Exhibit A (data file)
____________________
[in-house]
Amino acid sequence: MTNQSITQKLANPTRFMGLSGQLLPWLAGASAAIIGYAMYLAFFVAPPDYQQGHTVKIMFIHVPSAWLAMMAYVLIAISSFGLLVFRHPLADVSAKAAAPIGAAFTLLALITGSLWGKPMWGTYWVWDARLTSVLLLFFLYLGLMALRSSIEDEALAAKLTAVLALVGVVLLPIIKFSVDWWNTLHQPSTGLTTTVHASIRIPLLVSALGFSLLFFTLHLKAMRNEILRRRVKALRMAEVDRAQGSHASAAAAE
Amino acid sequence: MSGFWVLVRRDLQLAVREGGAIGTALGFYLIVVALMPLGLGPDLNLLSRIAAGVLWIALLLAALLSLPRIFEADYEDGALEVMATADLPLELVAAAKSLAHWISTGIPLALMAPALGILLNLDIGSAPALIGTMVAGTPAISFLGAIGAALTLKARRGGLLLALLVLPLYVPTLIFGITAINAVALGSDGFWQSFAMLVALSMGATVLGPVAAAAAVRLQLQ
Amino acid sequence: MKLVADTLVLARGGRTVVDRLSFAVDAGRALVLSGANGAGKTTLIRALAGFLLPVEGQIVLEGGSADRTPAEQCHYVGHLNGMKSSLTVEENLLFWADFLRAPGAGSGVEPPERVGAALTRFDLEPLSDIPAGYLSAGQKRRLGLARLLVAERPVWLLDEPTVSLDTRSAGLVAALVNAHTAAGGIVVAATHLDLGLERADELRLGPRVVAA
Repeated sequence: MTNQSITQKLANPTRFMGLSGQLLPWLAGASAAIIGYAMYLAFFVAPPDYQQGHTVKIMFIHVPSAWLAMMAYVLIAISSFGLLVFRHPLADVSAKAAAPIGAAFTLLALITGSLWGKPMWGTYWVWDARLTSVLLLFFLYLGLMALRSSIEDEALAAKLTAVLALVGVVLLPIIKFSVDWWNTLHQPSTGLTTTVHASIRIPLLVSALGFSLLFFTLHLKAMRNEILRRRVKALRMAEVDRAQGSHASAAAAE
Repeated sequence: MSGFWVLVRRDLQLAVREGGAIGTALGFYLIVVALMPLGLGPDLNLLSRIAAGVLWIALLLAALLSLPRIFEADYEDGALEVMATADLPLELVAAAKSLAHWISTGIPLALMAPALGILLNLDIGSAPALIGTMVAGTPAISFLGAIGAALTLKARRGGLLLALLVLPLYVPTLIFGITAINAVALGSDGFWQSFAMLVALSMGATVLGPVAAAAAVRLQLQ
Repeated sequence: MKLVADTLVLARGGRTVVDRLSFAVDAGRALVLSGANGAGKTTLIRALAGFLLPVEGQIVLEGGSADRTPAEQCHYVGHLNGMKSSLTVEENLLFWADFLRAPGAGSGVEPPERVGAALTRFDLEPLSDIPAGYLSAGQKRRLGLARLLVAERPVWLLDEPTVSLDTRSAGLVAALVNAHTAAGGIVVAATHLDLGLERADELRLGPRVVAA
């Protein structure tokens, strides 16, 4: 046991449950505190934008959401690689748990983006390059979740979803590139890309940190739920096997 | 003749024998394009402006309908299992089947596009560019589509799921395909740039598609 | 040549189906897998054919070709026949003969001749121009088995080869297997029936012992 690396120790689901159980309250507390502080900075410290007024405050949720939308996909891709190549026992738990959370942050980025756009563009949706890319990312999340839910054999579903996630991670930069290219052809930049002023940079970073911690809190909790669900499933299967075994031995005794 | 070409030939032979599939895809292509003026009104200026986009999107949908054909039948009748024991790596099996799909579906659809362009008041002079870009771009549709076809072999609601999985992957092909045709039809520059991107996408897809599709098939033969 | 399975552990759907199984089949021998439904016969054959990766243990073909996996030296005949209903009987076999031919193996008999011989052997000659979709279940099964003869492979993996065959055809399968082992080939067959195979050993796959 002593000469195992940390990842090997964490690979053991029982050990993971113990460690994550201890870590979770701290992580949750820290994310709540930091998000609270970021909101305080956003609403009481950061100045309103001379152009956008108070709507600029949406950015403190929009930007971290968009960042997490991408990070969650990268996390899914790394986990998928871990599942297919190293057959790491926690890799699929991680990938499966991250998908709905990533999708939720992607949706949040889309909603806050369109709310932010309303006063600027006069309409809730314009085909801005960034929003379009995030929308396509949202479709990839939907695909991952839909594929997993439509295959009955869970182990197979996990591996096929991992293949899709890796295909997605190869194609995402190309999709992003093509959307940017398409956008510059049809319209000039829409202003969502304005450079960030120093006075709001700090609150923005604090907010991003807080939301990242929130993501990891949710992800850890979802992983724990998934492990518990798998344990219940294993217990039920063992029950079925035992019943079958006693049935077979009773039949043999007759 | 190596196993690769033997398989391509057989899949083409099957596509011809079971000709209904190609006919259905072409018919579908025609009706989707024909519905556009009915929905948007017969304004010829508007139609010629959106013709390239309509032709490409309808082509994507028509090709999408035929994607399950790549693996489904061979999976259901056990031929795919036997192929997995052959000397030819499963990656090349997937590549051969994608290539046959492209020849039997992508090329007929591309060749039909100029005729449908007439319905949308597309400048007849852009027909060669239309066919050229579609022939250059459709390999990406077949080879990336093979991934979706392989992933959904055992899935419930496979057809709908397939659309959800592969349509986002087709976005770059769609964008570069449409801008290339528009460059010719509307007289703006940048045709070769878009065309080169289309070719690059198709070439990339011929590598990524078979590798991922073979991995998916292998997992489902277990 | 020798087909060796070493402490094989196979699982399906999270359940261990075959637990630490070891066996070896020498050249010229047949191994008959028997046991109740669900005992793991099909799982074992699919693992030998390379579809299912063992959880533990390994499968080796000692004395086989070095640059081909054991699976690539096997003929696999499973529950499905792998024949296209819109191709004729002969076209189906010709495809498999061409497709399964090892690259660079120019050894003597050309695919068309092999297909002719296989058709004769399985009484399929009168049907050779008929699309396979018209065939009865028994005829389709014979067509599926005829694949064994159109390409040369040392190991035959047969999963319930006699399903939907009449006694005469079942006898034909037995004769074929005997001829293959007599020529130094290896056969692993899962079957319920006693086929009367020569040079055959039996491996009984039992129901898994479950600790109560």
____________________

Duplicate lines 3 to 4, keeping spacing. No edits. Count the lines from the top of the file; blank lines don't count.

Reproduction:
Amino acid sequence: MSGFWVLVRRDLQLAVREGGAIGTALGFYLIVVALMPLGLGPDLNLLSRIAAGVLWIALLLAALLSLPRIFEADYEDGALEVMATADLPLELVAAAKSLAHWISTGIPLALMAPALGILLNLDIGSAPALIGTMVAGTPAISFLGAIGAALTLKARRGGLLLALLVLPLYVPTLIFGITAINAVALGSDGFWQSFAMLVALSMGATVLGPVAAAAAVRLQLQ
Amino acid sequence: MKLVADTLVLARGGRTVVDRLSFAVDAGRALVLSGANGAGKTTLIRALAGFLLPVEGQIVLEGGSADRTPAEQCHYVGHLNGMKSSLTVEENLLFWADFLRAPGAGSGVEPPERVGAALTRFDLEPLSDIPAGYLSAGQKRRLGLARLLVAERPVWLLDEPTVSLDTRSAGLVAALVNAHTAAGGIVVAATHLDLGLERADELRLGPRVVAA